When I first heard this bit I thought it was amusing. Like Dane, that was a show I watched when I was home sick from school, and yes, all of those games were just the way he described him. After the bit, however, I thought "Well was that really funny? I mean, was there comedic value to this bit?" Because for me it was just intense recollections, and for me that just isn't funny. Then again I like some pretty weird comedy, so who knows? All I know is that Dane Cook is a comedian I don't like, and people are surprised by that.

I saw an elephant do this once.

I love the creative process. I write songs and draw pictures all the time. I have a tremendous amount of respect for the artist and the creative process. That is why many many many people are shocked when they find out that I don't like Jackson Pollock. "He painted energy, man. How can you not love that?" That's something someone once asked me after I told them I didn't care for Mr. Pollock's work. My response was somewhat pointed, "I saw an elephant do a painting like that once."

Art, like so many things, comes down to personal taste. Pollock may have had some sort of plan, or he may have really been into the passion of the moment artistically (which I can respect), but as viewers of art we are not privy to that kind of thing. All we have is the work in front of us and our own emotions to go off of. Many people connect with Pollock on some level. I don't. To me it just looks like the random splatters of an elephant painting. So for me, I echo the sentiments of Georgia O'Keeffe when she was asked in an interview what she thought of Jackson Pollock. "They can have him," she said. I for one agree.


Okay, let me begin by saying I DON'T HATE BOOBS! I like them alright. I'm just kind of tired of them. Let me relate something to you that best illustrates me sentiments.

When I was a kid it was a rare treat to have shrimp for dinner. I lived in Carthage, and the grocery stores didn't have fresh shrimp. For that you had to drive to Joplin and go to Dillon's. We hardly ever went to Joplin for groceries, and even if we did it usually wasn't for shrimp. Shrimp was pretty expensive too, so we only got to have boiled shrimp and cocktail sauce once a year, in the summer, and that was it! So, as such, shrimp was one of my favorite things to eat for a long time. As I got older, though, my attitude toward shrimp began to change. Stores in Carthage began carrying shrimp. The production of domestic shrimp made them more abundant and cheaper to buy. Soon, shrimp began showing up in all manner of foods, in all manner of restaurants. My rare treat was establishing itself on the table of mediocrity. These days you can get shrimp anywhere. Hell, I could go to Long John Silvers and buy some right now. It's not that I hate shrimp now. It still taste good to me. It's just that when I go out to eat or I have dinner, I'd rather cook something else. My attitude toward boobs is pretty much the same.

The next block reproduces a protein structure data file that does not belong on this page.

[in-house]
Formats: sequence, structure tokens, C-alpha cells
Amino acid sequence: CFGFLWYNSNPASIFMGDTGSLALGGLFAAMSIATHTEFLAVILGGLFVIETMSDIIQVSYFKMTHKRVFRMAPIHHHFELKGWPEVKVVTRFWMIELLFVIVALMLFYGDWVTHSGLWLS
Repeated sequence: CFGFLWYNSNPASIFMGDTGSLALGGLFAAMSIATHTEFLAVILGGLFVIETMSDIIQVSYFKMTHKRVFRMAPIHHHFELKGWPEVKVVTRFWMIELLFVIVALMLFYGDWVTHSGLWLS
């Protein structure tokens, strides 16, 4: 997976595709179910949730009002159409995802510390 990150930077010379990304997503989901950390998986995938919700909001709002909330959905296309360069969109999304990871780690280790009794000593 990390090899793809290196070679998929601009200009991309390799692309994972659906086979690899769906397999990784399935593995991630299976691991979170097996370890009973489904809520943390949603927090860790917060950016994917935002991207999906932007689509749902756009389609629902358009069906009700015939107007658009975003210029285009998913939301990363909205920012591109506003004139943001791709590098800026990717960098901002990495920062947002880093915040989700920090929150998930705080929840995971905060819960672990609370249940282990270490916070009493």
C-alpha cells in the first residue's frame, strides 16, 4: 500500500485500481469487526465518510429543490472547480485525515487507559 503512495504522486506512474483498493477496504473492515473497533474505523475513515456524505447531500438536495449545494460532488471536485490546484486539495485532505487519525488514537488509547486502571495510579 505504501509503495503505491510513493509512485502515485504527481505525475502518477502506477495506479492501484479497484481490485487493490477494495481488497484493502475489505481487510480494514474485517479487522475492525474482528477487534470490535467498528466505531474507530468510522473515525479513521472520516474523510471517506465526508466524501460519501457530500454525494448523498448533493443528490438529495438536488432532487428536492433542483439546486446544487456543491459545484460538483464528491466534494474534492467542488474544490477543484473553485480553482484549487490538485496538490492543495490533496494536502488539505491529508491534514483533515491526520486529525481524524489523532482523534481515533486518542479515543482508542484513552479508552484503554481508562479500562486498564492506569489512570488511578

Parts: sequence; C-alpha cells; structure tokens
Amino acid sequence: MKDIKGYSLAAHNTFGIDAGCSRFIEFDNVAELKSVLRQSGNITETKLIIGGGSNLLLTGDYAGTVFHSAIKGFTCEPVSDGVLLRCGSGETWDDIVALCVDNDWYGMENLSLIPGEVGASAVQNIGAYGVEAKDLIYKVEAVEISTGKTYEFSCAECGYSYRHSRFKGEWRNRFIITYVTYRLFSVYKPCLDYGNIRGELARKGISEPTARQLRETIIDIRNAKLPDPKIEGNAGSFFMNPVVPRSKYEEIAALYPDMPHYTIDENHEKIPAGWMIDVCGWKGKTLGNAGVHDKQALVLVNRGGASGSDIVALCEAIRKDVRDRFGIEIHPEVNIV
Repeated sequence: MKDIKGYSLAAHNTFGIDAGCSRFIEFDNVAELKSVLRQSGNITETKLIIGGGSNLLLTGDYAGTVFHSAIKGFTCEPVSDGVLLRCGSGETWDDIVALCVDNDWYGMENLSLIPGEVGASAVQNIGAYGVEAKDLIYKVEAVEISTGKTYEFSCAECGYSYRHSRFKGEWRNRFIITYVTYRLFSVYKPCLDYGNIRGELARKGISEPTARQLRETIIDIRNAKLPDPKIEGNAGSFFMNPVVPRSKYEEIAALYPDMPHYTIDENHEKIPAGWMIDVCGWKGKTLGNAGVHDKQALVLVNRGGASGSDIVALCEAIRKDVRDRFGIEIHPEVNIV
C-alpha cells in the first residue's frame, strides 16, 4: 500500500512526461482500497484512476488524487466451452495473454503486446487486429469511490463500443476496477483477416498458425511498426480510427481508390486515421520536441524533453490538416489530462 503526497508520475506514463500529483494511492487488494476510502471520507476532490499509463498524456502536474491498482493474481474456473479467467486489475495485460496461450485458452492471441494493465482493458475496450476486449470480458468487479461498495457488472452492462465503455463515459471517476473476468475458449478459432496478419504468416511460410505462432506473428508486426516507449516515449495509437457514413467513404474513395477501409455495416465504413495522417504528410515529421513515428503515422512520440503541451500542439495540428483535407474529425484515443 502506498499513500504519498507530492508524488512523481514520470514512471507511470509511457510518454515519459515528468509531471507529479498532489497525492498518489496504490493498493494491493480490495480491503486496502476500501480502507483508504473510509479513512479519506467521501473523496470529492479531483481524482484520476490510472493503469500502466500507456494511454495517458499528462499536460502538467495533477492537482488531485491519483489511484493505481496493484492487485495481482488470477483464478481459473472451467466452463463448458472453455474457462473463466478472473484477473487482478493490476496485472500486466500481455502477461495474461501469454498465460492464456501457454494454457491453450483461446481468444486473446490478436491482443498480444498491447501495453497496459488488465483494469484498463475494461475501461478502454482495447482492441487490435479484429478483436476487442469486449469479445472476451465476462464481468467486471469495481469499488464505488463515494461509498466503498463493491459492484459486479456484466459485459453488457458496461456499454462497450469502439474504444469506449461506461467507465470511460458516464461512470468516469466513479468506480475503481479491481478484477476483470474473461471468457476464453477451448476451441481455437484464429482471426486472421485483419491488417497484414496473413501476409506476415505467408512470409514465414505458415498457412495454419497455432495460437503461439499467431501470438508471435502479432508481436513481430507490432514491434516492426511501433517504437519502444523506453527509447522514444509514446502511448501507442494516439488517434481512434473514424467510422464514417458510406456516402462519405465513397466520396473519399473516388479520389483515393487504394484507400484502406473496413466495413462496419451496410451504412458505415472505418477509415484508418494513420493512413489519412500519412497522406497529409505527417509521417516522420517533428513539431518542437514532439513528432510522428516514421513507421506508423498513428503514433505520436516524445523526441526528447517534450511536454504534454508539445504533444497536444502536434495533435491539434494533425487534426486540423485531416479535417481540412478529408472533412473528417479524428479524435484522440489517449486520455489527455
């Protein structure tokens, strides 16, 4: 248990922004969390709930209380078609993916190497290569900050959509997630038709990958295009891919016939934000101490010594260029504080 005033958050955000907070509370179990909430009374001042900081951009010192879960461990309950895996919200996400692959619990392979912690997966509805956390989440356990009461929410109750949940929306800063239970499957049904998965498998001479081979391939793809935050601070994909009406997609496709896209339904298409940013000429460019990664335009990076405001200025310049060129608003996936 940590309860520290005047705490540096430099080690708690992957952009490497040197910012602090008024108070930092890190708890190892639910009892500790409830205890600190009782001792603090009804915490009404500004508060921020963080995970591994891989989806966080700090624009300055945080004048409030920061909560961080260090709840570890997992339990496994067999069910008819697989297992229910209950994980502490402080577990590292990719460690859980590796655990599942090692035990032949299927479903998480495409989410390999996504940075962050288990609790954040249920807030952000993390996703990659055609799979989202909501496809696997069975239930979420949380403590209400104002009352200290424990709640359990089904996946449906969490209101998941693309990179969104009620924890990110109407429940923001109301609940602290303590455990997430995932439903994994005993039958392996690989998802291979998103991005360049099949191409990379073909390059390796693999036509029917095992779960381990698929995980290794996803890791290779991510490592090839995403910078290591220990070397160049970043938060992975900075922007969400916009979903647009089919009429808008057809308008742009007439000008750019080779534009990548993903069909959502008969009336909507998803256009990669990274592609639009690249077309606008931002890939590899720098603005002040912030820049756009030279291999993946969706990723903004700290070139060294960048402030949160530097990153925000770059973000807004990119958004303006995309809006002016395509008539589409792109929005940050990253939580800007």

When I was a young teenager, bursting with hormones, a boob was something I only got to see once in a great while: at a friend's house in one of his dad's dirty magazines, on a video my sister's forgot to take back to the video store, in my imagination as I thumbed through the pages of Victoria Secret. I had an old beta copy of the movie Colors with Sean Penn and Robert Duvall. There was one boob scene in it that I rewound until the tape eventually broke. It was hard to see an actual boob, but when you did manage to catch a glimpse of one it was well worth the reward. I have found as I get older, as television becomes more lax about the kind of content it allows, as the internet makes boobs more readily available to my attention, that they have become kind of boring to me.

I am reminded again of another time in my life that echoes this sentiment. My friend had his bachelor party at a local strip club (the only such party I've ever been to with strippers). I was on my third lap dance. A busty woman had my face buried a mile into her chest. I could feel the vibrations of her boobs on the side of my head. It was neat, but I couldn't help but think to myself, "You know, if this is the extent of the activity this evening I'm going to get bored really fast." And I was right. I can't recall leaving that place and thinking, "You know, I really think the boobs were my favorite part of the evening." For me that's boobs. They look nice. They feel nice. But ultimately, there are so many other things I find interesting about ladies that I could really take them or leave them.

So to boobs, I say "Meh."

Wednesday, June 1, 2011

Wounded Town - song

I remember being old,
some needles and a cane.
Seems as though I’m younger now,
a spirit that remains.
So, I leave this world behind,
my bones beneath a mound,
and I don’t regret the life I spent
in wounded town.

Poured some coffee in my cup.
Keep it black and strong.
Get my work boots, caked with yesterday.
Today seems just as long.
I’ve got no time for breakfast.
Couldn’t keep it down
on my way to work today
in wounded town.

In the future building’s shadow,
in the echoes of the trees
are the fainted sounds of freight trains,
of glass and broken knees.
We are kings, and queens, and princes
of broken, bruised, and bound,
but here we call it breathing
in wounded town.